Michele Bachmann’s presidential bid has steadily gained ground in the last two months. However, during this same period, a story about her candidacy has similarly morphed from a sidebar to a feature: Bachmann and the gays. In the last few weeks there has been increasing interest on the part of the press in a number of aspects of the relationship between the Minnesota congresswoman and the gay community. Yesterday, in its Sunday edition, the New York Times devoted a front page article on the issue while Politico followed up today with a piece about gay rights groups targeting the candidate.

Bachmann’s longstanding and passionate opposition to gay marriage and her husband’s alleged use of “reparative therapy” to “cure” homosexuals in his Christian-based practice have both become major stories. This raises the question whether the attention devoted to this topic as well as the increasing fury of gay activist groups will negatively impact her chances. The answer is, probably not in Iowa or other early conservative primary states. But if gays, rather than fiscal conservatism becomes the first thing you think of when Bachmann’s name is mentioned, this may wind up as an obstacle to her nomination.

In the short term, the anger of gay rights groups about her past history in the Minnesotal legislature as a vocal opponent of gay marriage won’t hurt Bachmann. The voters who would be turned off by her stands on the issue or would find her husband’s therapy practice questionable are not a major force in GOP primaries. To the extent Republican voters care about the issue, it actually may work to her benefit. Bachmann’s main focus right now remains on winning the Iowa caucuses, where her strong record on conservative Christian social issues is as much a source of strength to her as her status as the heroine of the Tea Party movement. Getting beaten up for her opposition to gay marriage can only help her with this key voting group and make it even harder for other candidates, such as Tim Pawlenty or Rick Santorum, to make any headway with social issue voters.

Of course, conservative Christians don’t just vote in Iowa. They form a powerful voting bloc within the Republican Party throughout the nation. And the more the liberal media tries to marginalize Bachmann, the more inclined most conservatives will be to embrace her.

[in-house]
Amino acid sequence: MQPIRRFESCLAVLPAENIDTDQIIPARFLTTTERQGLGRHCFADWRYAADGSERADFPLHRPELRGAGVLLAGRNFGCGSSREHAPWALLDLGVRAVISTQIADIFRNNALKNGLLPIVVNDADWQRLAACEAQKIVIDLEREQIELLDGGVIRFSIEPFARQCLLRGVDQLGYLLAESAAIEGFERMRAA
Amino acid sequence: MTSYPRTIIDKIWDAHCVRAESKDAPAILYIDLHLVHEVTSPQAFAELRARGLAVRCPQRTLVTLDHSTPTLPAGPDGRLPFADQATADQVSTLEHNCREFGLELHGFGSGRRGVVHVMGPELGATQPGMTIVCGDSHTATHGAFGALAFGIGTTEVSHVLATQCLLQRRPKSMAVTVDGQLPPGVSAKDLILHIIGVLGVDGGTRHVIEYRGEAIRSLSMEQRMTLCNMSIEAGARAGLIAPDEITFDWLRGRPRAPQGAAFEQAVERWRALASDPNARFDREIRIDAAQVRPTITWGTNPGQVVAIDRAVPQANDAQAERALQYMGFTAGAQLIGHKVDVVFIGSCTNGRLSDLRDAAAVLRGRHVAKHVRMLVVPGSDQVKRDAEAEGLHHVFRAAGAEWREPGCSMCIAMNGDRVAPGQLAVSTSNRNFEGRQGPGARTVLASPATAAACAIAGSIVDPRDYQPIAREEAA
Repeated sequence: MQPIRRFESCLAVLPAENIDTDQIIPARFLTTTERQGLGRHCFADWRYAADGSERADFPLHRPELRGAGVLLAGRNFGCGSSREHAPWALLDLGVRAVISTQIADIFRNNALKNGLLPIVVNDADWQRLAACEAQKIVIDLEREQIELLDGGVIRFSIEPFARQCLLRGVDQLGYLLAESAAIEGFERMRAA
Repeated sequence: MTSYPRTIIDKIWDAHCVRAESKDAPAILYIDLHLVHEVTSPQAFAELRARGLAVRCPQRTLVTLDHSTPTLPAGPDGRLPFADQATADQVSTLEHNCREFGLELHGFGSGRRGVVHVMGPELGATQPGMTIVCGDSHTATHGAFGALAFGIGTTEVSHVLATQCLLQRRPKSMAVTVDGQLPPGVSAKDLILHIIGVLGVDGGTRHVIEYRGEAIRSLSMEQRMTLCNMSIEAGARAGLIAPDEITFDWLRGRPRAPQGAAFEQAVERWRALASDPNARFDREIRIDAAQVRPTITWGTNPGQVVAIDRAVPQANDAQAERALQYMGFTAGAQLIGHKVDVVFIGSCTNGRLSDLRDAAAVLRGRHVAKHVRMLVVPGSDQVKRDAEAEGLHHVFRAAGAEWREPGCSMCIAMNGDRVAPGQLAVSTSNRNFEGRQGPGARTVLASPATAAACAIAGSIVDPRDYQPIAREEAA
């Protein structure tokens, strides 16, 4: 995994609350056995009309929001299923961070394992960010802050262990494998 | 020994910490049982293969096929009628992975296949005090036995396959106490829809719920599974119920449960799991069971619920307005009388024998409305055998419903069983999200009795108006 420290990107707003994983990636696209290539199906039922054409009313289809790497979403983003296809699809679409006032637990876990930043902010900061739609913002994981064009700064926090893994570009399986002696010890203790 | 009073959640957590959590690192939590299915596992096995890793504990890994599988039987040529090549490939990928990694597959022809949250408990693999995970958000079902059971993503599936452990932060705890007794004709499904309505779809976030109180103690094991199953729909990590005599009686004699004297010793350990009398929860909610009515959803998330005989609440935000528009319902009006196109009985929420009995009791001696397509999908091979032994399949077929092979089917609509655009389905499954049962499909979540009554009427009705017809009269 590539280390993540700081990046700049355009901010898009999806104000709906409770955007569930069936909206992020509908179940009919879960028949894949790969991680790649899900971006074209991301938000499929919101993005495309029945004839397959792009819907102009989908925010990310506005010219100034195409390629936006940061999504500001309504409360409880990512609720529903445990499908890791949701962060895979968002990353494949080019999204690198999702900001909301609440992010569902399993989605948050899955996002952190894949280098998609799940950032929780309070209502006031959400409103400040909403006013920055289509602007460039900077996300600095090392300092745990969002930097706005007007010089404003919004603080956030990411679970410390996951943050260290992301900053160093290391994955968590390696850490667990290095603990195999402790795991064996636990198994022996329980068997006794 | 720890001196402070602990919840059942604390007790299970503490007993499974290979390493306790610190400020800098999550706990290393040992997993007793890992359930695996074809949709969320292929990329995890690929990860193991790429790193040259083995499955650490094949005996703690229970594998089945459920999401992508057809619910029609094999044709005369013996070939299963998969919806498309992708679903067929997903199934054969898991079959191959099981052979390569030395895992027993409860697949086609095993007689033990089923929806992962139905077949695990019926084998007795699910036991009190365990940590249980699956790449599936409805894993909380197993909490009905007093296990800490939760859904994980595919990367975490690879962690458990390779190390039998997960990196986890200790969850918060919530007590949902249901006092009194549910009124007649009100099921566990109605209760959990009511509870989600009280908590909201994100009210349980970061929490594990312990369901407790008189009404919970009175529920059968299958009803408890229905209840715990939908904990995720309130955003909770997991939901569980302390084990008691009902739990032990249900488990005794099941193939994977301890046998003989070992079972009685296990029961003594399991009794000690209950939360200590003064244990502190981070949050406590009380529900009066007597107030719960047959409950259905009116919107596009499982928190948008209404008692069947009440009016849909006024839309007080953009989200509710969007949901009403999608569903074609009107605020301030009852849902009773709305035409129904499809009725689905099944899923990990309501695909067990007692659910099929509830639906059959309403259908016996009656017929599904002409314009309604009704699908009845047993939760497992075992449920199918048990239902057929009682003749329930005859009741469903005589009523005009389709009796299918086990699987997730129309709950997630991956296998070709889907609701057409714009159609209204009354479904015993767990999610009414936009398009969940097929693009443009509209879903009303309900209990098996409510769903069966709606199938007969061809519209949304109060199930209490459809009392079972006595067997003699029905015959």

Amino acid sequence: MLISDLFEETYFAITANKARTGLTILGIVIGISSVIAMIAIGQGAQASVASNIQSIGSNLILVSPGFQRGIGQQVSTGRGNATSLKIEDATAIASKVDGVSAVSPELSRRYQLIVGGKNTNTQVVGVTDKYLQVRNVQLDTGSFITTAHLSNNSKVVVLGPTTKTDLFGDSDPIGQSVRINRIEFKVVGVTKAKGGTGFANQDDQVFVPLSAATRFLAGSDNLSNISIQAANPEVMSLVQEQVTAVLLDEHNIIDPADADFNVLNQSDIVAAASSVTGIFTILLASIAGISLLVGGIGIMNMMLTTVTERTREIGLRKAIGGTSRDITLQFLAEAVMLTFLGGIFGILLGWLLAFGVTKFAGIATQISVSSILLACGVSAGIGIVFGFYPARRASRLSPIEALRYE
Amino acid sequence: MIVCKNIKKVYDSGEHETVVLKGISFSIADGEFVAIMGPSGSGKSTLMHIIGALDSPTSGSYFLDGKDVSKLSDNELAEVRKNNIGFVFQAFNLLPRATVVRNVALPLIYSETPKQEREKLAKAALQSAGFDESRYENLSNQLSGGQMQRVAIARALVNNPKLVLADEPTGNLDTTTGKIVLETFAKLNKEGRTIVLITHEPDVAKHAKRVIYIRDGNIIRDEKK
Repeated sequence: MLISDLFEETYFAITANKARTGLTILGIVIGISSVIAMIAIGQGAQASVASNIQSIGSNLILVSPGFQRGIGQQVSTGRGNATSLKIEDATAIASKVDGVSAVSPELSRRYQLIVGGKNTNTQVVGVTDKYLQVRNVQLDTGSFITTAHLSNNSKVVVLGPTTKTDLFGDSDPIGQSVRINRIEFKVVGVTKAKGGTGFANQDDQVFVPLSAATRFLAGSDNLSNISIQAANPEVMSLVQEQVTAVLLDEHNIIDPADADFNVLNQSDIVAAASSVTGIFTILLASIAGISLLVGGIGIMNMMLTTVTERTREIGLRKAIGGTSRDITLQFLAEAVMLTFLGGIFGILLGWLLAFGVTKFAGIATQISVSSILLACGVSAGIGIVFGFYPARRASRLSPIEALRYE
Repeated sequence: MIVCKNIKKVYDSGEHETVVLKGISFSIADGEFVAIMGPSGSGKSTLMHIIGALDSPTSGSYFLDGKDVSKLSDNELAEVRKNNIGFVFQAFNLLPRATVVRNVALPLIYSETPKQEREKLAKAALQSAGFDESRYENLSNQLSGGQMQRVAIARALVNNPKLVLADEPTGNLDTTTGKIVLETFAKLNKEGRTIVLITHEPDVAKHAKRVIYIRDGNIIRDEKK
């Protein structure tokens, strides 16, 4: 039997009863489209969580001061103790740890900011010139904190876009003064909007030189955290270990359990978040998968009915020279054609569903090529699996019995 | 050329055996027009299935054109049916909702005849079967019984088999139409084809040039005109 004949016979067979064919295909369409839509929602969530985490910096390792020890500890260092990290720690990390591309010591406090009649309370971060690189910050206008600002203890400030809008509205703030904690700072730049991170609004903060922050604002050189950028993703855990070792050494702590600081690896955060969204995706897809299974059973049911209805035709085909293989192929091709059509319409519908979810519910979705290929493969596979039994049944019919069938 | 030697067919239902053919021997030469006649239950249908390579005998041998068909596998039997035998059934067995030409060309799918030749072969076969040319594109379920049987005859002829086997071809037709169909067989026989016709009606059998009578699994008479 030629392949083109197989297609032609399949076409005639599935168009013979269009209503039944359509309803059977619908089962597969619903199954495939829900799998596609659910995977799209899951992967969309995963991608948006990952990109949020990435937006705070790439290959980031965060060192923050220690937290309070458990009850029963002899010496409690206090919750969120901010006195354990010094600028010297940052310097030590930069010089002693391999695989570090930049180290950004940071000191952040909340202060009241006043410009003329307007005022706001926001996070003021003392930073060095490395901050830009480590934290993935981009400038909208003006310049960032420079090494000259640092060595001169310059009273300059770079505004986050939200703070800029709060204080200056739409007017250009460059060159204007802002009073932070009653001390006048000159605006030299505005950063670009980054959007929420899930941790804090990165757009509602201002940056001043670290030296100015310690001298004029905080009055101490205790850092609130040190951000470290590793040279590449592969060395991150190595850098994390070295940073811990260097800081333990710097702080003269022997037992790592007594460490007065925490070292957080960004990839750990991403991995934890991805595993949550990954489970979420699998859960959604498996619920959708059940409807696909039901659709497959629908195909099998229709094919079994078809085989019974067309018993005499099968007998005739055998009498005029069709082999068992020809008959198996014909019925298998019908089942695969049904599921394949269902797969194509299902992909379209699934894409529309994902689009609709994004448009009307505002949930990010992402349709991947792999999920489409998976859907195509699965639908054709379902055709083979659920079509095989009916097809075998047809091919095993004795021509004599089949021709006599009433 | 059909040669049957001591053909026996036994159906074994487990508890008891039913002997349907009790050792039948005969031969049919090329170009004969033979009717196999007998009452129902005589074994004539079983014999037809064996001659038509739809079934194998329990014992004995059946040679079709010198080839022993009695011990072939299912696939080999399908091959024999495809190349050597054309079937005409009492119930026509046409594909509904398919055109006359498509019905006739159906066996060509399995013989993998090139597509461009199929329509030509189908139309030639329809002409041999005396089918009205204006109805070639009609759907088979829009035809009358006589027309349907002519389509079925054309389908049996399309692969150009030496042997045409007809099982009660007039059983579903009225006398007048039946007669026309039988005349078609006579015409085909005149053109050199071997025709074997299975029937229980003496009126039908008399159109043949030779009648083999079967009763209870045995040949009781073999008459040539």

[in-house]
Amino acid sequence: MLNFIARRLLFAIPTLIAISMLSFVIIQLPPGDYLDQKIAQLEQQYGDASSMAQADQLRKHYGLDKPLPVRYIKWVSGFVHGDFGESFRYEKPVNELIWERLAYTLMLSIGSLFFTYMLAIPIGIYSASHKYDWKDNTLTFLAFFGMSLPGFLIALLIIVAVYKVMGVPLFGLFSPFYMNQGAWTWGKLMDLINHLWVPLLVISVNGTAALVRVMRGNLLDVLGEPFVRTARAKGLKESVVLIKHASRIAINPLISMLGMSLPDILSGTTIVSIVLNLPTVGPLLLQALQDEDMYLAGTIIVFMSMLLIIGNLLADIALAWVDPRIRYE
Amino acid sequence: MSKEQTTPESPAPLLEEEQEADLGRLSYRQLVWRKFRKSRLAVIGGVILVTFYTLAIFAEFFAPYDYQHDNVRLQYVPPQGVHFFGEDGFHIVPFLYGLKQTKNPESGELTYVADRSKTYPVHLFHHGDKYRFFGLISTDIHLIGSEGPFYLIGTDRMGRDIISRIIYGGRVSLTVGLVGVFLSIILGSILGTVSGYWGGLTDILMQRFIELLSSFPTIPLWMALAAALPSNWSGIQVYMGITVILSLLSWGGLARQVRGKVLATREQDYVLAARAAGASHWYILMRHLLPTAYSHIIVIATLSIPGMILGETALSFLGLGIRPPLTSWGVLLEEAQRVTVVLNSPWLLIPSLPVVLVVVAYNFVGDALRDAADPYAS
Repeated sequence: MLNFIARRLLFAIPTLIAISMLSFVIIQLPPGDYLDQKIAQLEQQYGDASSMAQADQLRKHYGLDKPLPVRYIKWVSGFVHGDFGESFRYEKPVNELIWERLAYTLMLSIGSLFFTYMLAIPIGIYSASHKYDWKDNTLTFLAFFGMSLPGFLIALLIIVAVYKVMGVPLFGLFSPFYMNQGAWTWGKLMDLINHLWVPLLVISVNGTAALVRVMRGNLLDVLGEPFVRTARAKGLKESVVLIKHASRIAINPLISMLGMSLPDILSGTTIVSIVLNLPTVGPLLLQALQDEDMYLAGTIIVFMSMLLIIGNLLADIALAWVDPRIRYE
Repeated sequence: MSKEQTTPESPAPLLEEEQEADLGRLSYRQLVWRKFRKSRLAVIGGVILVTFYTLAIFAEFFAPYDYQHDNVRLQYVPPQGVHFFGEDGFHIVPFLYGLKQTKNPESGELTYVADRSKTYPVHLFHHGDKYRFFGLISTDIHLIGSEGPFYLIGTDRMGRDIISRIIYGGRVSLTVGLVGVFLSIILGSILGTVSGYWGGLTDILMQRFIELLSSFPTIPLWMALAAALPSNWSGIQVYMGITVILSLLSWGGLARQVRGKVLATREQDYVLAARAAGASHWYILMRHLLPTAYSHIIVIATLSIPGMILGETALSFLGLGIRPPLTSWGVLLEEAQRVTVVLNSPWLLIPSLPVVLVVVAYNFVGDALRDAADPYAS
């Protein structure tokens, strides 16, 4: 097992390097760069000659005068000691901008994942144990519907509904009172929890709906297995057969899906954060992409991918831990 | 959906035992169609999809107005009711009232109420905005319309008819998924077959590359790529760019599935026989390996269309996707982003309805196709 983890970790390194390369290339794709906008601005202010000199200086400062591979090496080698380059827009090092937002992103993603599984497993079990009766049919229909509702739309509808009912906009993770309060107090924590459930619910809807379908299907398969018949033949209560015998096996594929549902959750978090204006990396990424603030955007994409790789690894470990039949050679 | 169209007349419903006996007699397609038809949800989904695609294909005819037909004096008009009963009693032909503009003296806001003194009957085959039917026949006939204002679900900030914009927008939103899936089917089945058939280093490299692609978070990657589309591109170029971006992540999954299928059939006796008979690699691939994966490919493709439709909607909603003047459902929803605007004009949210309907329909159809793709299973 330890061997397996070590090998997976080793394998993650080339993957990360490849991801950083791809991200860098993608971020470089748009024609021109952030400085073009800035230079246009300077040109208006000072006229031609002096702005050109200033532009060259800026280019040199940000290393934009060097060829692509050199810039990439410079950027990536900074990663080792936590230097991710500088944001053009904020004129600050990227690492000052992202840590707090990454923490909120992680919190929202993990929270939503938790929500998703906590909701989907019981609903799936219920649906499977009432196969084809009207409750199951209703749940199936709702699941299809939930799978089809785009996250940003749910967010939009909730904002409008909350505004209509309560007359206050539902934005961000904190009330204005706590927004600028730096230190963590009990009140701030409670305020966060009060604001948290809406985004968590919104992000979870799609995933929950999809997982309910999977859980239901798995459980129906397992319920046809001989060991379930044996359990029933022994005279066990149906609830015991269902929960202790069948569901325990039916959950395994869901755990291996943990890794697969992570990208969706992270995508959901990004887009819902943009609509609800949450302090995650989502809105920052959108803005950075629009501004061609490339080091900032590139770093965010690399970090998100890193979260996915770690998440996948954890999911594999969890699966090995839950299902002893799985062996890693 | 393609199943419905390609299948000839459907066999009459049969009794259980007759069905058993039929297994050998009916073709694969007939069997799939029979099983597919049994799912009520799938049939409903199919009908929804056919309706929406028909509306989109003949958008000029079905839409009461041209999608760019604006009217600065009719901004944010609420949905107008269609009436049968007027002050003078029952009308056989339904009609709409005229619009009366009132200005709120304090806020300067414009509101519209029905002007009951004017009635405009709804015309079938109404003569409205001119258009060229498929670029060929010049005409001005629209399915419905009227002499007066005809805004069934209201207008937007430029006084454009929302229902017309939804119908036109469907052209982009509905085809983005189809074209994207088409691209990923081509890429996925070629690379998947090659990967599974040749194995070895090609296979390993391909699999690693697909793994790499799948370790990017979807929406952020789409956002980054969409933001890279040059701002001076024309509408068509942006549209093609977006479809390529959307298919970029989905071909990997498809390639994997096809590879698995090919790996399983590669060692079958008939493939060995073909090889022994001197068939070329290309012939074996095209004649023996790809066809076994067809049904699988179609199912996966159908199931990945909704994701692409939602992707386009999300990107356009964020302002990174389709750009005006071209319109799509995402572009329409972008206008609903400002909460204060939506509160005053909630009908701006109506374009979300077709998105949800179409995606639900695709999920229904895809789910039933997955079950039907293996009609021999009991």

But it would be a mistake to think Bachmann ought not to be concerned about her association with gay issues. Bachmann’s success to date has been the product of her strong stands on fiscal issues and a sunny, upbeat personality that has charmed many Republicans who hadn’t known much about her before the last few months. That has helped her overcome some gaffes and the prejudicial attitude of journalists who were ready to put her down as a far right gadfly. Her identity as a devout Christian is an essential part of her candidacy, but it has not completely defined her. Her current path to the nomination, though still strewn with obstacles, is based on a credible scenario that calls for her to emerge as the leading conservative while Romney and others falter. But, even after a victory in Iowa, if the increasing media focus on the gay issue is what is most associated with her in the public mind, it will become a major problem in the later big state primaries and possible derail her long shot hopes of winning the nomination.

Of course, if she does confound the party establishment and win the GOP nomination, you can bet Democrats and the media will spend the fall of 2012 talking about her alleged gay bashing and hoping to brand her as this generation’s right wing extremist version of Barry Goldwater. We’re a long way from there. But as much as the gay community’s anger may boost Bachmann in Iowa, it gives the Republican establishment one more reason to hope she ultimately falls short.